With this description of co-dependency, it becomes apparent that many of our clients are likely to be affected – not just those dealing with addicted persons as is commonly thought. Even better, when we as helping professionals recognise this, we can more easily help our clients understand the dynamic that is in place and are then better placed to help them take back control of their relationships.

The pervasiveness of co-dependence

Co-dependency is a complex and growing issue. It affects families, businesses, organisations and schools. Indeed, in my experience, it lies behind most of the communications and co-operation difficulties experienced in these environments. However, for the purposes of this ‘thought snippet', I will focus on how co-dependency affects the individual.

It is my experience that a great many of the clients who enter the therapy process have co-dependency issues. How often have you heard your clients say “I don’t know who I am any more, and I am not sure that I ever did”?

The typical path that leads a client to becoming co-dependent is one where, from a young age, their need for normal, human validation and approval is not met. So, in search of that validation or approval, the client has become much more aware of, and connected to, another ‘significant’ person’s needs and feelings. The underlying dynamic is that the client is unconsciously trying to satisfy the other person’s needs and feelings so that that other person will love, approve or somehow validate the client. In the process the client loses awareness of, and becomes disconnected from, their own feelings and needs.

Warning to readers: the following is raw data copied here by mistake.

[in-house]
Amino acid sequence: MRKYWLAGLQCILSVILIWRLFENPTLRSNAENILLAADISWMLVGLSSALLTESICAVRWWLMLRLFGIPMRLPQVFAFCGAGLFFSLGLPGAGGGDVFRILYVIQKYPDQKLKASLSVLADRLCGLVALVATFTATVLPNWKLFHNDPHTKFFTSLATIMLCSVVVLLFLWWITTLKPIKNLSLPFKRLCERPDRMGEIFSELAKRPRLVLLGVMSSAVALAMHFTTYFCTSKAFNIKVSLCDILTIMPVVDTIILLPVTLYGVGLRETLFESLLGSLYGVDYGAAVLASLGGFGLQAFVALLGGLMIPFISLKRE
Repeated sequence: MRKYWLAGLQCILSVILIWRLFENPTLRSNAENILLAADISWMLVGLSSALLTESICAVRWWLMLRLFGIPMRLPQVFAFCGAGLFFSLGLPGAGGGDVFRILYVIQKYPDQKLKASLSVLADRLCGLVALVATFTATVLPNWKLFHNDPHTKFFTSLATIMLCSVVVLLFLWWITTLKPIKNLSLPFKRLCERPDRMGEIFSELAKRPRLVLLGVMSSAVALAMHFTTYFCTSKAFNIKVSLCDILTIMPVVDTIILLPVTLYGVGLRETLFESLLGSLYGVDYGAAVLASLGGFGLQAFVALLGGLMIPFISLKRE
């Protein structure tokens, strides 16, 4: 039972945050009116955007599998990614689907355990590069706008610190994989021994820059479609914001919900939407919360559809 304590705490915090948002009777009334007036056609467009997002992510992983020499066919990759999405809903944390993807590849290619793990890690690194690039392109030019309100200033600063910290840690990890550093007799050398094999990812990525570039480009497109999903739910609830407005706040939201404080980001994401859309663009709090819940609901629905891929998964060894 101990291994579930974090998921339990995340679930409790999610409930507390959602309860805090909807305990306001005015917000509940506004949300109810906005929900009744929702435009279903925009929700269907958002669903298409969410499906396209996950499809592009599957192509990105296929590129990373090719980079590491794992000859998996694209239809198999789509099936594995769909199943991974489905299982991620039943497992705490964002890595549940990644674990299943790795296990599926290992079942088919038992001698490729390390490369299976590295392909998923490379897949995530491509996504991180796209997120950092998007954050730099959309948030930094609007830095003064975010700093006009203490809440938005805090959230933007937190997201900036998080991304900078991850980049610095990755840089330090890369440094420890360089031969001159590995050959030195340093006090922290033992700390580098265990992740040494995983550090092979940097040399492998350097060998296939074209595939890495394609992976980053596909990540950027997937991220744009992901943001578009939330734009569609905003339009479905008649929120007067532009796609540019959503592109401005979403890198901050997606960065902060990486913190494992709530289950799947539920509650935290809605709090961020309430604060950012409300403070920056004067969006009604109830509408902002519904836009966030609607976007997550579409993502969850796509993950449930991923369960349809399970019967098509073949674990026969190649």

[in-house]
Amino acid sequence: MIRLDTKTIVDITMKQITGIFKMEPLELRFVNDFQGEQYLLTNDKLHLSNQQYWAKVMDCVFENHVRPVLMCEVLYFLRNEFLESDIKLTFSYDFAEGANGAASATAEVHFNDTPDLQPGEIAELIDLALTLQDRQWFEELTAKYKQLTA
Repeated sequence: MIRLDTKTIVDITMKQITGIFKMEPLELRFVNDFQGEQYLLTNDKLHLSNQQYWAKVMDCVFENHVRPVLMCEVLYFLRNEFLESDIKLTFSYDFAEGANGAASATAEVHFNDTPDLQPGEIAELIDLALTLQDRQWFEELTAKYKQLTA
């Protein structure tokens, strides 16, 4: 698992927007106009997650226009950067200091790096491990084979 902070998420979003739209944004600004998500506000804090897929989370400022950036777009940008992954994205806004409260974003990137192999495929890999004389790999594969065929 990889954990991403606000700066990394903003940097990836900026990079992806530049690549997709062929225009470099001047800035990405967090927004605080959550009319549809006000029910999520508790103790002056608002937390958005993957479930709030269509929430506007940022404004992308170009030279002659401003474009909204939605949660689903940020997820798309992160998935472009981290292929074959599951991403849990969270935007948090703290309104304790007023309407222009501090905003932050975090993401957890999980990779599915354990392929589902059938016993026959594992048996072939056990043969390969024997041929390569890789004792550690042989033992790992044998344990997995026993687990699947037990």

Unfortunately, this situation is all too common in Ireland. Very often co-dependent clients come from a family background, often reinforced by a school environment, where they were not heard and generally not validated. They did what they could to get their parents attention and, hopefully, approval (even if it meant being disruptive at times).

Eventually, never really being validated, they came to believe that there was something wrong with them. Thus, they entered adult life seeking external approval because they could not validate themselves internally. They just did not feel they were good enough! These are the clients who so often present for counselling.

Learning to work with co-dependency and ‘relationship addiction’

My experience of co-dependent relationships as possible sources of addiction, and the huge strides in recovery that are possible when it is named for those clients who are affected, has prompted me to put together a course which deals with this issue. It provides a real and meaningful resource for the helping professional who wants to give his / her clients the best chance of recovery from whatever is their issue or addiction. For further information, click through to margaretparkes.ie courses


Robert Subby1 (1984) Co Dependency, An Emerging Issue
Melody Beattie2 (1982) Co-Dependent No More

Note: This is one of a series of ‘thought snippets’ through which I am hoping to bring co-dependency centre stage with caring professionals. By being alert to its pervasiveness, they can ensure that their clients reap the benefit of early identification. To read other ‘snippets’ in this series, click: margaretparkes snippets

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I found your insight helpful. It brought new awareness to me as a therapist. It helped in identifying that my client had ADHD which allowed me to alter how I worked with him. To slow the work down, to not get frustrated and to help him understand himself. I am more aware of the signs and inde...